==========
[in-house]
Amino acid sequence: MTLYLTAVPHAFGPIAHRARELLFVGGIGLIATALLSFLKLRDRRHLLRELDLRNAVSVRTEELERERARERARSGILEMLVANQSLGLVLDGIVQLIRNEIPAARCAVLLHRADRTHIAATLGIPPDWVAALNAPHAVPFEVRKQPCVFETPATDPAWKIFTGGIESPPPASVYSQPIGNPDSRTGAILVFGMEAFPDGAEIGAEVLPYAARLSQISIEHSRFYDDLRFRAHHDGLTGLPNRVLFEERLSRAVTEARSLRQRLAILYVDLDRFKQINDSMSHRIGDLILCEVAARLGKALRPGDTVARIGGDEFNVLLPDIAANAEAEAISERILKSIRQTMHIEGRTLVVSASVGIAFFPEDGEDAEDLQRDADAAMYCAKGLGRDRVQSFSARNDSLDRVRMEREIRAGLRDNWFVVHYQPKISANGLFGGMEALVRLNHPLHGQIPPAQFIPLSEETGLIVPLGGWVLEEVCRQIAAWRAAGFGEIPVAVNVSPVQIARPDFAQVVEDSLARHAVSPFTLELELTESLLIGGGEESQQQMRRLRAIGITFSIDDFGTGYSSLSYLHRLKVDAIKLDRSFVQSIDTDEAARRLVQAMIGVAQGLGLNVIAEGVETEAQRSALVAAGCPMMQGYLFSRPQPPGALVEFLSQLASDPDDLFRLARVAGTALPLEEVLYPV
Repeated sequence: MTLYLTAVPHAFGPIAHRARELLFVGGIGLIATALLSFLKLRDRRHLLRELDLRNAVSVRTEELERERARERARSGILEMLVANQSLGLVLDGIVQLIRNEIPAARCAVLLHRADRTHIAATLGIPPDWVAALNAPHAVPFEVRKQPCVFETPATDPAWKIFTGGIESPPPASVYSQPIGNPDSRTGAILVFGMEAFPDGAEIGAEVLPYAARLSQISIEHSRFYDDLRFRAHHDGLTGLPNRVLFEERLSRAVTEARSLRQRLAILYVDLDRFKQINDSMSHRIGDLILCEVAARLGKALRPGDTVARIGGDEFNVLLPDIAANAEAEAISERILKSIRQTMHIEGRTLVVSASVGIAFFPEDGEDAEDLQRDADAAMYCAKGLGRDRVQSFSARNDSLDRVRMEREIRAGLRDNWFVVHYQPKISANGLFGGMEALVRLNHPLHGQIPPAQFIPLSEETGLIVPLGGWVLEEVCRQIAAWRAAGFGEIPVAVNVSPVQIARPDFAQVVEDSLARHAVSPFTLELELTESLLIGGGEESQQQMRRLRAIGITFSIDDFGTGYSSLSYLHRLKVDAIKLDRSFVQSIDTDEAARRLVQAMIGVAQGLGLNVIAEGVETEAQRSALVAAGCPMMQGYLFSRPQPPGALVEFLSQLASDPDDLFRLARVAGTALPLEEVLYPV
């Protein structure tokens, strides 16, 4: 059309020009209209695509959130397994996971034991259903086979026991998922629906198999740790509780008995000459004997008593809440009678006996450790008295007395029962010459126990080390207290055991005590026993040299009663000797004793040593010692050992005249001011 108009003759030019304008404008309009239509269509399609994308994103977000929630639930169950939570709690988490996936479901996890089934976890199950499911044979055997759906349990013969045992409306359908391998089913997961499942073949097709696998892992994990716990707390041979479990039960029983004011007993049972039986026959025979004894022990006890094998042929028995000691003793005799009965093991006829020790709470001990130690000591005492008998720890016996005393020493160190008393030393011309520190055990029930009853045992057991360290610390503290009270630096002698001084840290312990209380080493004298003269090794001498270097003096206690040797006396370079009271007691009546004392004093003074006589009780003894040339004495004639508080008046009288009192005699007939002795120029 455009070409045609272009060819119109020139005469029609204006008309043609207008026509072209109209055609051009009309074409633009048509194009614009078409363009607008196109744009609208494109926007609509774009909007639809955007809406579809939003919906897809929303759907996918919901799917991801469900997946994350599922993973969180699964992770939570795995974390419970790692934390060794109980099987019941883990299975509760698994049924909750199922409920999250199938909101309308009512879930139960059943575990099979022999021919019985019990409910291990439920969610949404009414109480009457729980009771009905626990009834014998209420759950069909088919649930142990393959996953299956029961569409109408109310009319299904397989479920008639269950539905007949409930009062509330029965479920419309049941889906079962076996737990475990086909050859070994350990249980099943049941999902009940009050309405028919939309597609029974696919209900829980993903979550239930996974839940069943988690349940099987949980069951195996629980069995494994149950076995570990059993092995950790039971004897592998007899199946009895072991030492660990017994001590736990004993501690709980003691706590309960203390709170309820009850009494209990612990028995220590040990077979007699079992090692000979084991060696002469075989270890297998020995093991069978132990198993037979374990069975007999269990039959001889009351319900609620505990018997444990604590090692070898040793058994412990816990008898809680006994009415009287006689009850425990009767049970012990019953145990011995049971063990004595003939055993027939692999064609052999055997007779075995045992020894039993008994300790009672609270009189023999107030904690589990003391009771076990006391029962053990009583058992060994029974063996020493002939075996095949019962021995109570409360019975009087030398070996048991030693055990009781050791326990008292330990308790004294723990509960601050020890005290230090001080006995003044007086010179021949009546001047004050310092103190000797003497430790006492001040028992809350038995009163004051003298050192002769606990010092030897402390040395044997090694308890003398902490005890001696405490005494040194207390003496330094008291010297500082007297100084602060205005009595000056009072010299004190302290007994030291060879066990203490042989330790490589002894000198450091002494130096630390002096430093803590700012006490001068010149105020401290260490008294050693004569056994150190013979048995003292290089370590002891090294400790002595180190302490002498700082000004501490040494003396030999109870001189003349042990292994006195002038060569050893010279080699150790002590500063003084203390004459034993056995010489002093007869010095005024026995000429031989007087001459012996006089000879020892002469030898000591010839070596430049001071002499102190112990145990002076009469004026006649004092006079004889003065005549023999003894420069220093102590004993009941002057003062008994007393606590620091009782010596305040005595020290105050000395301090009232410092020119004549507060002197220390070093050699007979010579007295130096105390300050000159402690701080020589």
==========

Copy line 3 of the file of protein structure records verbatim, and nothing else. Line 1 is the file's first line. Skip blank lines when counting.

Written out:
Repeated sequence: MTLYLTAVPHAFGPIAHRARELLFVGGIGLIATALLSFLKLRDRRHLLRELDLRNAVSVRTEELERERARERARSGILEMLVANQSLGLVLDGIVQLIRNEIPAARCAVLLHRADRTHIAATLGIPPDWVAALNAPHAVPFEVRKQPCVFETPATDPAWKIFTGGIESPPPASVYSQPIGNPDSRTGAILVFGMEAFPDGAEIGAEVLPYAARLSQISIEHSRFYDDLRFRAHHDGLTGLPNRVLFEERLSRAVTEARSLRQRLAILYVDLDRFKQINDSMSHRIGDLILCEVAARLGKALRPGDTVARIGGDEFNVLLPDIAANAEAEAISERILKSIRQTMHIEGRTLVVSASVGIAFFPEDGEDAEDLQRDADAAMYCAKGLGRDRVQSFSARNDSLDRVRMEREIRAGLRDNWFVVHYQPKISANGLFGGMEALVRLNHPLHGQIPPAQFIPLSEETGLIVPLGGWVLEEVCRQIAAWRAAGFGEIPVAVNVSPVQIARPDFAQVVEDSLARHAVSPFTLELELTESLLIGGGEESQQQMRRLRAIGITFSIDDFGTGYSSLSYLHRLKVDAIKLDRSFVQSIDTDEAARRLVQAMIGVAQGLGLNVIAEGVETEAQRSALVAAGCPMMQGYLFSRPQPPGALVEFLSQLASDPDDLFRLARVAGTALPLEEVLYPV